3. It is settled law in this State that the furnishing of a credit card bearing thereon certain terms and conditions constitutes an offer which ripens into an enforceable contract by retention and use of the card by the holder. Read v. Gulf Oil Corp., 114 Ga. App. 21
, 22 (150 SE2d 319
); City Stores Co. v. Henderson, 116 Ga. App. 114
, 120 (156 SE2d 818
). It is clear from the terms and conditions stated on the card here involved that the issuer reserved the right to terminate the arrangement at any time, and further agreed to relieve the holder of responsibility for subsequent purchases in the event the card was lost or stolen under circumstances not involving a voluntary surrender of possession of the card, upon the receipt of written notice from the holder. We find nothing in the present agreement, however, which would prevent the holder from terminating the agreement at any time, by notifying the issuer and returning the cards. But here, because of the voluntary surrender of one card to another, from whom the holder failed to regain possession, we think the holder remained accountable to the issuer for its subsequent use, authorized or unauthorized, and is prima facie chargeable with a breach of the contract in failing or refusing to pay for such charges. Nevertheless, we think the notice given by the defendant to the plaintiff is clearly sufficient to put the plaintiff on notice of unauthorized use and the possibility of charges which the defendant would refuse to pay, and toe impose on the plaintiff the duty to act in a reasonable manner to reduce any losses that might occur by reason of the unauthorized use of the outstanding card, as is required under the provisions of Code 20-1410. There is no explanation in the record whatsoever of what steps, if any, the plaintiff company took to regain possession of the card or to notify any stations to refuse to honor the card. Under the circumstances here shown we think there is a genuine issue of fact regarding the mitigation of losses for unauthorized charges, on and after the date the plaintiff received notice that a card was in the hands of an unauthorized user, for jury determination under the provisions of Code 20-1410.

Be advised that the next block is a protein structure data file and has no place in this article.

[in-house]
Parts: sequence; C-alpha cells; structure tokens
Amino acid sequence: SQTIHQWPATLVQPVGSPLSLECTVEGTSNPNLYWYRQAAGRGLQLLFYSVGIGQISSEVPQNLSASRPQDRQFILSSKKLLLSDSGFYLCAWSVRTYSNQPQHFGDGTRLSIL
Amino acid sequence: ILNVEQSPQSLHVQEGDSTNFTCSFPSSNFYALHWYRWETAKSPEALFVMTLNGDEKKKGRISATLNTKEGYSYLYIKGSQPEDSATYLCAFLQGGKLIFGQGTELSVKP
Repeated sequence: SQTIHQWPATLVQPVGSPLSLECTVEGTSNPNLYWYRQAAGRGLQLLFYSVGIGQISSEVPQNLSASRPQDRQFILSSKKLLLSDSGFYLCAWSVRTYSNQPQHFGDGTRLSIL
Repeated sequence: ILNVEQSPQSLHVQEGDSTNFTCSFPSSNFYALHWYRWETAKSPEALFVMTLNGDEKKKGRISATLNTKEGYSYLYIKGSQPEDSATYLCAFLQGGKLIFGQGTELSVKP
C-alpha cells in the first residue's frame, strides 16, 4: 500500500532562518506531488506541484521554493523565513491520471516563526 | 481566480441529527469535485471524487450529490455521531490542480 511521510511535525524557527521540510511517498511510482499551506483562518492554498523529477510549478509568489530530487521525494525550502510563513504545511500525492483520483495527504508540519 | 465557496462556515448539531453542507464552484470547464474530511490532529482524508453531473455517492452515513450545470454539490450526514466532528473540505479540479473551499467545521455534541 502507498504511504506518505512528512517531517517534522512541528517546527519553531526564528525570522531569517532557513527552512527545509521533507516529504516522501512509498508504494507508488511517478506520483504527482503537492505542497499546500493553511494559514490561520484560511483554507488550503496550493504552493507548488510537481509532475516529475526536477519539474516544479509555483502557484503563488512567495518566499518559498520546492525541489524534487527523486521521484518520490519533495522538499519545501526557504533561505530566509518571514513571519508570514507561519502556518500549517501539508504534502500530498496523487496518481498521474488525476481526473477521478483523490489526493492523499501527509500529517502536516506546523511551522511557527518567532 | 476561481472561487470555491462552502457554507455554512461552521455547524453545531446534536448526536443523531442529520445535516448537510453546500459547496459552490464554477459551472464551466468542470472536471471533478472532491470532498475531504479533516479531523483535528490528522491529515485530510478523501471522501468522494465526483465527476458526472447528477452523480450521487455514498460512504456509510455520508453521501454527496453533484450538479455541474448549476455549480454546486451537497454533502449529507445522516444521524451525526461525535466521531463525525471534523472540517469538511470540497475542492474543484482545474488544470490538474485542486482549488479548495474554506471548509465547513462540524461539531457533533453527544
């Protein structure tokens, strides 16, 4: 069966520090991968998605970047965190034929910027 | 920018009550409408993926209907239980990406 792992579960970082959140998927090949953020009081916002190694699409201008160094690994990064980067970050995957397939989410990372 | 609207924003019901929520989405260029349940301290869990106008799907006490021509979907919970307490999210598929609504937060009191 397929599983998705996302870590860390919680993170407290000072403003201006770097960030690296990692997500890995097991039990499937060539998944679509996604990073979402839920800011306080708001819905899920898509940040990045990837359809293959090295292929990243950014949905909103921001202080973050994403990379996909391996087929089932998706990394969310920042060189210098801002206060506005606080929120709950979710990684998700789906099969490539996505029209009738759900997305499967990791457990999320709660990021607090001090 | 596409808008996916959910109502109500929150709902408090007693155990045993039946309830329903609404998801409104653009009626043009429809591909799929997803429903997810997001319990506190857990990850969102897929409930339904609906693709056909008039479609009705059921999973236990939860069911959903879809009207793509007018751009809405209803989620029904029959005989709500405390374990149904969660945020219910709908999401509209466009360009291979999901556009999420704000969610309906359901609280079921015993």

4. The trial judge did not err in denying the plaintiff's motion for summary judgment.
King & Spalding, Kirk McAlpin, A. Felton Jenkins, Jr., for appellant.